Tledfh, I am very, very lucky that I started with a wonderful diabetic team; an endo, diabetic educator and a dietician.
I don't want to overwhelm you with information. Your husband should be seeing a diabetic educator, at least once or twice and definitely a dietician.
Mrs.Cora gave you excellent info.
I take two insulins also. I started with Lantus as a basal and Humalog with meals. That set dose of rapid-acting insulin is very old-fashioned and dangerous in my opinion. My diabetes was so out of control, my doctor decided to give me a book to WRITE down what my blood sugar was before I ate, write down WHAT I ate and how many carbs were in that food and what my BLOOD SUGAR number was two hours after I ate. I recommend doing this for your husband so he doesn't encounter so many lows. I was testing 8 times a day, so my doctor could see what was going on. Food and drink affect the blood sugar dramatically, as does any physical activity.
This is only me and what I do because I was experiencing what your husband is also. I take my rapid-acting insulin right after I eat according to how many carbs are in that meal. This is what the directive was from my doctor and dietician. Your husband should have been give a number of carbs he can eat per meal and then dose his insulin according to those carbs he eats.
It's a process that takes time to digest. Physical activity combined with eating less carbs lowers the blood sugar dramatically when using insulin. I have been as low as 26. Scared me silly.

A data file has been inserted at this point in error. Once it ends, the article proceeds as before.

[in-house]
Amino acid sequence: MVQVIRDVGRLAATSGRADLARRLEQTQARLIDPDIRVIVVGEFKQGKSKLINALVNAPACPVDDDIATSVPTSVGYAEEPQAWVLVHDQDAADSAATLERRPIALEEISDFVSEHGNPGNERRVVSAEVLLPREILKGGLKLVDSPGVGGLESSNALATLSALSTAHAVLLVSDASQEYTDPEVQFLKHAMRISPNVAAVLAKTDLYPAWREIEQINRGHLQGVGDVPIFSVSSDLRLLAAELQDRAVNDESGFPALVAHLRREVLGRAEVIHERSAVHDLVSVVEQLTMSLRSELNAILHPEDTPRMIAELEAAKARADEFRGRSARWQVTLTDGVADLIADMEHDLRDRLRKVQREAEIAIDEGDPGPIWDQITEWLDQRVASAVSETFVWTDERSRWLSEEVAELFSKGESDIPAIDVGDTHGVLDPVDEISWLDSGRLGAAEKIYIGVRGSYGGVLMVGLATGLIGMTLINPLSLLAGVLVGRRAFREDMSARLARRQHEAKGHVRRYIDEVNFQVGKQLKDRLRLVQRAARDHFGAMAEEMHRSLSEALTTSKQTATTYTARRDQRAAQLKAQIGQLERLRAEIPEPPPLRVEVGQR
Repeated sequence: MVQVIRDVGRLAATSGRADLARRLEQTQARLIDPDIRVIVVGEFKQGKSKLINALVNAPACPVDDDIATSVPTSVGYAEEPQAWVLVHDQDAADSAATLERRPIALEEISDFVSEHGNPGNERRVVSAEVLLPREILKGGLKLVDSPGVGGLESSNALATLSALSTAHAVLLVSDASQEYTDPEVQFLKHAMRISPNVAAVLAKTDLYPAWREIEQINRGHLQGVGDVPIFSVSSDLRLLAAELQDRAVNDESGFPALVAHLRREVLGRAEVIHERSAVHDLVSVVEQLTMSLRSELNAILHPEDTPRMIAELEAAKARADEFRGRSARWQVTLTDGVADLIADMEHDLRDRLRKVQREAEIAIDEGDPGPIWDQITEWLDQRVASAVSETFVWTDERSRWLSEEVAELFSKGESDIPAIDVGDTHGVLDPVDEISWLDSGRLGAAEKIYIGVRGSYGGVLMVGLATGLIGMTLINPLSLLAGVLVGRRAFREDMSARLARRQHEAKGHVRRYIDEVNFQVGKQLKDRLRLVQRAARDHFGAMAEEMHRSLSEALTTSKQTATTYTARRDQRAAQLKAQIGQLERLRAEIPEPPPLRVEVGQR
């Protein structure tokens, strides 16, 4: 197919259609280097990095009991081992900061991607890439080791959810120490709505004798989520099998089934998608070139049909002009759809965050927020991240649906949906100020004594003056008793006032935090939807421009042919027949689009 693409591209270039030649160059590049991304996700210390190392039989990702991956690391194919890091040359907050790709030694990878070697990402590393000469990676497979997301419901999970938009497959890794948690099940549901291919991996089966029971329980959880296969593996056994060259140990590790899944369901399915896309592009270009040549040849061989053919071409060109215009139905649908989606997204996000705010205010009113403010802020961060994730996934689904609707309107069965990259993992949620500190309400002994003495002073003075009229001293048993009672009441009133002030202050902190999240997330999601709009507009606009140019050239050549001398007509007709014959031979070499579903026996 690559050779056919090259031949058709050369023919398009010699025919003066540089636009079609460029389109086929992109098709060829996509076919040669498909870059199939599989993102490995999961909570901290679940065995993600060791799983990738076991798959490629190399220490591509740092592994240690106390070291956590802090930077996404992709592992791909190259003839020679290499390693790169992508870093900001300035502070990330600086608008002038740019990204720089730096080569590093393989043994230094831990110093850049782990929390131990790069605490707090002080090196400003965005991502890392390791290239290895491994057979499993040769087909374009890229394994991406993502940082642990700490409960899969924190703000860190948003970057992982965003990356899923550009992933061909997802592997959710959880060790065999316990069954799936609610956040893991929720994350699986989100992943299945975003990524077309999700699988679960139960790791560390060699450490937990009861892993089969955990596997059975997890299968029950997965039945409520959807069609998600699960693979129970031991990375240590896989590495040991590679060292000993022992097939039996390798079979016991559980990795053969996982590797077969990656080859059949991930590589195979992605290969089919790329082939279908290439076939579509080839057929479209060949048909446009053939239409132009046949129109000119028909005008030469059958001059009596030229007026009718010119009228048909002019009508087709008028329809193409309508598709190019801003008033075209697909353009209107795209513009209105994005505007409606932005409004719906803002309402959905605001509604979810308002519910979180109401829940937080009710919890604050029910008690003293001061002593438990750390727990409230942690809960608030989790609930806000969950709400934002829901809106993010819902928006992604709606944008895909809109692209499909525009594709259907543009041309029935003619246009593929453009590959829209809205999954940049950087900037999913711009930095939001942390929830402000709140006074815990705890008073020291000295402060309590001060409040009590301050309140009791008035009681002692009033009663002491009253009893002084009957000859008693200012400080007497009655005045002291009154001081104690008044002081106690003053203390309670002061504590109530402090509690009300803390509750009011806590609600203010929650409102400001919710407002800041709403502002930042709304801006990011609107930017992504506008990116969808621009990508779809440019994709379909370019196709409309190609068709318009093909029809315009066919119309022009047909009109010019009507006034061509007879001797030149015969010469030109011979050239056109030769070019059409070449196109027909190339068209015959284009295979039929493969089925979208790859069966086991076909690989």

He does need to talk with his doctor about the lows and what is causing them. If this doctor cannot help clarify things, I would be changing physicians. That's me, though.
We cannot tell you or him what to do though. We are diabetics going through the same thing. I do want to tell you both that he should always (if possible) to have someone with him when performing strenous activities. Keep glucose tabs in his pockets. They are cheap and available everywhere. Lifesavers! I work a very physical job and have them on the counter. Even sugar packets everywhere.
See if you can get his doctor to refer him to a dietician. Taking my rapid-acting insulin right after I eat has worked for me for seven years now. Most times, I do not finish any given meal, so I do not want to OD on insulin and go low if I take it before a meal.
Most days are an experiment in education relating to carbs, physical activity and insulin. My insulin needs change daily according to what I eat and how active I am. My doctor gave me the go ahead to dose according to how I feel throughout the day and what my blood sugar numbers are.
You're learning a lot already on your own, and with the excellent information suggested here. Most hospitals offer diabetes education classes, and encourage spouses to attend along with the person with diabetes. Since there isn't one set way to manage diabetes that works for everyone, the more knowledge you have about diabetes overall and your husband's diabetes in particular, the better you'll be able to manage it. ~Lynn @Glucerna